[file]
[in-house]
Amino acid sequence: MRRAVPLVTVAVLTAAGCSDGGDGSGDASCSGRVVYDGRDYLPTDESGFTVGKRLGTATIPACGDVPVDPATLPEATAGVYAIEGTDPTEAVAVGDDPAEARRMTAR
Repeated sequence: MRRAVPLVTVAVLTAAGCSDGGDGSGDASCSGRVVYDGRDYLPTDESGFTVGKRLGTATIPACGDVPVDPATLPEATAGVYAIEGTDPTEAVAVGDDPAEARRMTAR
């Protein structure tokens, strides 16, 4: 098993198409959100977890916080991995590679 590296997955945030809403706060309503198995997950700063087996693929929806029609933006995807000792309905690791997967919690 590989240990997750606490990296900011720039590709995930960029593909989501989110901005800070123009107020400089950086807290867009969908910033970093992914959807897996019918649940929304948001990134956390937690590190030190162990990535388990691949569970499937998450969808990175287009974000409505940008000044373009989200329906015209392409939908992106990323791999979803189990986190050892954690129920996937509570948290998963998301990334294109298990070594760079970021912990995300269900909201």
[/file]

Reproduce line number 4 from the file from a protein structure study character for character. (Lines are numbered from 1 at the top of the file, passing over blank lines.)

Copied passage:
């Protein structure tokens, strides 16, 4: 098993198409959100977890916080991995590679 590296997955945030809403706060309503198995997950700063087996693929929806029609933006995807000792309905690791997967919690 590989240990997750606490990296900011720039590709995930960029593909989501989110901005800070123009107020400089950086807290867009969908910033970093992914959807897996019918649940929304948001990134956390937690590190030190162990990535388990691949569970499937998450969808990175287009974000409505940008000044373009989200329906015209392409939908992106990323791999979803189990986190050892954690129920996937509570948290998963998301990334294109298990070594760079970021912990995300269900909201």